It was Pilates’ firm belief that practicing his method, “develops the body uniformly, corrects wrong postures, restores physical vitality, invigorates the mind and elevates the spirit.” His mind-body-spirit approach to movement integrates six basic principles that are the foundation of his method and that make “Pilates” unique in the exercise world.

Centering: Mind-body centering brings an energetic calm. Pilates called the core or central muscles of the abdomen, lower back, hips and buttocks the “powerhouse.” In his method, the energy for all movement begins here and flows outward to the extremities. Centering also occurs along the midline from the inside of the feet to the crown of the head. The fundamental Pilates dynamic of “working in opposition” is created by reaching outward in all directions at once. Centering is in the mind as well as the body. Focusing inward creates a state of “mindfulness,” medically proven to reduce stress and improve effectiveness.

Concentration: A controlled and effective practice requires intense concentration to achieve precision and balance in the details of each movement. With the mind fully attending to what the body is doing, body-awareness is enhanced and maximum value is obtained from each exercise. The mind is used to reeducate the muscles and coordinate neuromuscular activitity. When this awareness is carried into daily life, posture becomes elegant and action efficient and pleasurable.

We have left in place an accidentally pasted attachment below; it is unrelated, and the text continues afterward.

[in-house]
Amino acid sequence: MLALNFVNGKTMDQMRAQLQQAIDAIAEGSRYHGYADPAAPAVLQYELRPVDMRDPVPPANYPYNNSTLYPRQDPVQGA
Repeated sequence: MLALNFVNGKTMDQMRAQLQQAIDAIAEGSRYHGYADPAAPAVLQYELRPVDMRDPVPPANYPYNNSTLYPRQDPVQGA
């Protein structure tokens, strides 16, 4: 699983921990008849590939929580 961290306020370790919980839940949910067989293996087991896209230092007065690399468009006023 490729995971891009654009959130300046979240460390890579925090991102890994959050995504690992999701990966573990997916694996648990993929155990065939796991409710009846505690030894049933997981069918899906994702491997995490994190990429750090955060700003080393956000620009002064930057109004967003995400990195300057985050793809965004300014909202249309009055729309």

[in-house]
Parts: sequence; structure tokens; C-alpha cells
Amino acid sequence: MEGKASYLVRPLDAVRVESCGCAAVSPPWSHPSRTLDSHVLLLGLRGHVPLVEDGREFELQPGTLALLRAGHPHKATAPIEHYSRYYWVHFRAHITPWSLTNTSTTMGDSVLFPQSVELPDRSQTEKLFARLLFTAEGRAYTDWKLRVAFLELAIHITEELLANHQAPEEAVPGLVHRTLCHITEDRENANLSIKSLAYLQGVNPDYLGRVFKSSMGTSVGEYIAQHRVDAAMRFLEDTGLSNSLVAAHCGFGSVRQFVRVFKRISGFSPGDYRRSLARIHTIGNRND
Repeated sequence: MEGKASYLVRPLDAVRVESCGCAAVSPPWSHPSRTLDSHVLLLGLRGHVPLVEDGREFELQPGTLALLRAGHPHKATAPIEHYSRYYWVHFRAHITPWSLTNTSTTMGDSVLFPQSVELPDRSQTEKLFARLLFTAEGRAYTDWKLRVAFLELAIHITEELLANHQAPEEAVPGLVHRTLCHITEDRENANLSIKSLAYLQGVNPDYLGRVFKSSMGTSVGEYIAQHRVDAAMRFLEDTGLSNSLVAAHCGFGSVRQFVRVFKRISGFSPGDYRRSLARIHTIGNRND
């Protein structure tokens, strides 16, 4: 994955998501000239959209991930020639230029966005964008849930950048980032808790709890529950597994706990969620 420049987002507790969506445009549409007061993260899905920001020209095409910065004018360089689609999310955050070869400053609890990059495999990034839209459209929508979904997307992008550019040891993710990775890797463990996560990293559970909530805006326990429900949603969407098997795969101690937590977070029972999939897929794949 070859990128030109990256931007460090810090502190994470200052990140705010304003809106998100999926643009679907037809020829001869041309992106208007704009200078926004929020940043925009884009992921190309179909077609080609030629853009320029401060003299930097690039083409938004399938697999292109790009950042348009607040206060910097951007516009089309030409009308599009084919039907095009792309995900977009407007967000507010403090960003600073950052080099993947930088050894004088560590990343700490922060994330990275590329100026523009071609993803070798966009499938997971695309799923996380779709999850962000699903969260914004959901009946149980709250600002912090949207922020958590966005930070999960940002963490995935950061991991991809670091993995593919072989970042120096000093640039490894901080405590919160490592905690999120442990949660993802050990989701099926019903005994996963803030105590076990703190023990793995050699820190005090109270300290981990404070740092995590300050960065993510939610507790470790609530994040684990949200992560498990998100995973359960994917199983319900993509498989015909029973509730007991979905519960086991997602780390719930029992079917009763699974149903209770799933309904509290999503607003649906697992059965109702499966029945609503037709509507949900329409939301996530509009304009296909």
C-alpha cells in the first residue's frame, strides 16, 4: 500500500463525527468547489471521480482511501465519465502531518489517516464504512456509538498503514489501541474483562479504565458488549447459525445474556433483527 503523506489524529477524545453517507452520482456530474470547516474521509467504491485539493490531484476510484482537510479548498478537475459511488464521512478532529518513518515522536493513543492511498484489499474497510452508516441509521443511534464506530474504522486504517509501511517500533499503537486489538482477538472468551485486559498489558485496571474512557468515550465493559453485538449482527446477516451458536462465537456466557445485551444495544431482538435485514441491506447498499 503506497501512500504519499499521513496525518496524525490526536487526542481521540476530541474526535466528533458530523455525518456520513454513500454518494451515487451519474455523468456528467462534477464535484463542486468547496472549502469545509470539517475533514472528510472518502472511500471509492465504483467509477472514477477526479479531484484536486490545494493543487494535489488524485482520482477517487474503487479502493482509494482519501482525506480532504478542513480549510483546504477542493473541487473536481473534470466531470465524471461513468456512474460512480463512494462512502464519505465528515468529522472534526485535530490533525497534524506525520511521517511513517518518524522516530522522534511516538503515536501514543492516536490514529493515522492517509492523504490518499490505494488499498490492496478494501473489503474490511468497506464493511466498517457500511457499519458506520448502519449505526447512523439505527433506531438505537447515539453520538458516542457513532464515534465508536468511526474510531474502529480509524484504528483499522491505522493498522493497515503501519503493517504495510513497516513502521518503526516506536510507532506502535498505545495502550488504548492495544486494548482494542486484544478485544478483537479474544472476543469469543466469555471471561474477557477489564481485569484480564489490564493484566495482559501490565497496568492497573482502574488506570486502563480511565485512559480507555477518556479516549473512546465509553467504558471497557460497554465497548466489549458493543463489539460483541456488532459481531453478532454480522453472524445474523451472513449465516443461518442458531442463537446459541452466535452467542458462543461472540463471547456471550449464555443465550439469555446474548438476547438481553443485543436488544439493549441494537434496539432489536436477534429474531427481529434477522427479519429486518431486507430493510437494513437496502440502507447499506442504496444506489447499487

Control: Originally called Contrology, Pilates taught his students to use the mind to control their muscles. Keeping the muscles under strict control keeps the joints aligned, the body balanced, the movements precise and the sequence flowing. The Pilates method doesn’t allow for sloppy or haphazard habits. Quality of movement takes precedence over quantity. Proper form is paramount. Control starts in the core, stabilizing the posture, improving balance and providing support for the spine, but it extends to the mind, creating discipline and a clear focus for working effectively. Control is achieved by centering.